How much plastic do you ingest when you drink from plastic bottles?

Source: Volkskrant december 2022, Tomas van Dijk

Tiny pieces of plastic are found everywhere today, even in human blood. One of the following reasons: tightening (and loosening) plastic bottle caps.
Plastic is everywhere. Through wear and tear, pieces break off and this is how microplastics are created. And those pollute, call the air and our food, also our drinking water. And especially mineral water. Researchers at Wageningen University recently wrote about this in the journal Journal of Hazardous Materials. They were struck by three (random) brands of mineral water from Dutch supermarkets, with an average of 96 particles of 10 or a few micrometers per liter.

An American study from 2018 even found more than three hundred particles per liter in a guaranteed test with mineral water from various countries, including the United States, Brazil and India.

We pee or defecate most of the particles. But not all. Earlier this year, researchers at the VU University in Amsterdam discovered various plastics in the blood of test subjects, including PET and polyethylene. The average was 1.6 micrograms per milliliter. That ‘plastic soup’ in our veins is not without risk, health scientists. The accumulation of plastic in tissues could lead to chronic inflammation.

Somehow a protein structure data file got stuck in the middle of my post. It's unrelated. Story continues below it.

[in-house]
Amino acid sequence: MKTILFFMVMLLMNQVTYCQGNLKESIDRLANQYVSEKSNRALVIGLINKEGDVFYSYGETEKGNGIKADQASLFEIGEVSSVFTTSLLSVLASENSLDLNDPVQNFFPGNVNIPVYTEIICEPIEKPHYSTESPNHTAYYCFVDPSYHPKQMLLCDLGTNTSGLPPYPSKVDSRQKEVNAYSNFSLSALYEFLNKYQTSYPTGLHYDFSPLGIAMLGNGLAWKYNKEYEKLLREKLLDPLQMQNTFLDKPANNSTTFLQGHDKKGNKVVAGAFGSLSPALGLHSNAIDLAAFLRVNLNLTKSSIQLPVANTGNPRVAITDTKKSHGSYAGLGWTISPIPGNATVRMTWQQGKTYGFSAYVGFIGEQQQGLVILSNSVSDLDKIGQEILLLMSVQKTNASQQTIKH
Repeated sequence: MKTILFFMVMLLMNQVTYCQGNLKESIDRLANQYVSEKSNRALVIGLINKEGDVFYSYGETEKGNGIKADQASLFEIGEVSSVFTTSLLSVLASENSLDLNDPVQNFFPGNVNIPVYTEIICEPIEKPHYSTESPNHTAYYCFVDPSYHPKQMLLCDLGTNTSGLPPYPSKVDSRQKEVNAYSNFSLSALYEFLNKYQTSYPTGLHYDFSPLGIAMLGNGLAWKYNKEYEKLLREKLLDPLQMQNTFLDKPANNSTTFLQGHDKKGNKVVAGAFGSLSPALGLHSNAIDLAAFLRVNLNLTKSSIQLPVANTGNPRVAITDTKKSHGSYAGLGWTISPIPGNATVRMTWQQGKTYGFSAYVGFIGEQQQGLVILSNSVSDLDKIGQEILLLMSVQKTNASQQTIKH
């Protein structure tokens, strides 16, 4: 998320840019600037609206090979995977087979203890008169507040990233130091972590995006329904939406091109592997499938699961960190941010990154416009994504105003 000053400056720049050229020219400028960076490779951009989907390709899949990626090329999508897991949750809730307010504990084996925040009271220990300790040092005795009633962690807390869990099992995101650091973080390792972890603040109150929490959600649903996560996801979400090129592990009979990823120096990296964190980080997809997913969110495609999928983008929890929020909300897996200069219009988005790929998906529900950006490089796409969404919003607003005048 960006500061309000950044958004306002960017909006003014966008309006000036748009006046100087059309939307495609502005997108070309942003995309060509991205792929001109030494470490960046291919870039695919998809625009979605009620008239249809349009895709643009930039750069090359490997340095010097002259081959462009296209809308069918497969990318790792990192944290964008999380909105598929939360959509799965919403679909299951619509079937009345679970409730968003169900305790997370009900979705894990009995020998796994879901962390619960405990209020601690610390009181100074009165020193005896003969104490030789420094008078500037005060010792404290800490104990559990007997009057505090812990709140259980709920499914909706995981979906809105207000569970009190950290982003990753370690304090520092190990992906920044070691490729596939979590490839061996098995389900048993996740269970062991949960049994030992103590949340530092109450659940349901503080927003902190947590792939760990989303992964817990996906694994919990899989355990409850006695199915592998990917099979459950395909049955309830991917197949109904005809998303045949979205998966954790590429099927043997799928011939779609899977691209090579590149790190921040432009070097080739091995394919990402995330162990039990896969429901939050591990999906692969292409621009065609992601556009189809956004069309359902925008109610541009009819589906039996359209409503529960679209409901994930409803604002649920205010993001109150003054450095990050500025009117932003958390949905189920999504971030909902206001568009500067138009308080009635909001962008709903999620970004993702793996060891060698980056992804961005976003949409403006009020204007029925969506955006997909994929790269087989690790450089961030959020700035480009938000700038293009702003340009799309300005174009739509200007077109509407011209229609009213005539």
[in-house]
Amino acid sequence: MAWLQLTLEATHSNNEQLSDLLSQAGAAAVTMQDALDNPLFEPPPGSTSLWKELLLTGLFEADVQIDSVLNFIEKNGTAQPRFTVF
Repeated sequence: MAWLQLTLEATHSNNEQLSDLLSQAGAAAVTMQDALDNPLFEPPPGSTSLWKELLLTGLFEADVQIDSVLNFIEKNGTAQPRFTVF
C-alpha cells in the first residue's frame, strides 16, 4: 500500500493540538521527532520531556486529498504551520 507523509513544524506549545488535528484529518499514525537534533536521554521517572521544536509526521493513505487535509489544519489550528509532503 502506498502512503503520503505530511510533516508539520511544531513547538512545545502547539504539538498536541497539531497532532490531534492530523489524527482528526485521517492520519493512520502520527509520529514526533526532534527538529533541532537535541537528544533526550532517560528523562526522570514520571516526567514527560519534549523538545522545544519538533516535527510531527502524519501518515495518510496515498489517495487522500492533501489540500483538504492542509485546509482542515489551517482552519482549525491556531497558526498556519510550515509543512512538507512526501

Polyethylene terephthalate (PET) was the most suspected contaminant in the blood. It was also the number one polluter in the Wageningen study. A large part of that material probably ends up in the water when tightening (and later loosening) the cap.

‘But we have other plastics against us’, says Bart Koelmans, head of the Microplastic Lab in Wageningen. “That indicates that plastic enters the water during production at the factory, and may have come from equipment piping.”

To read the full scientific article:

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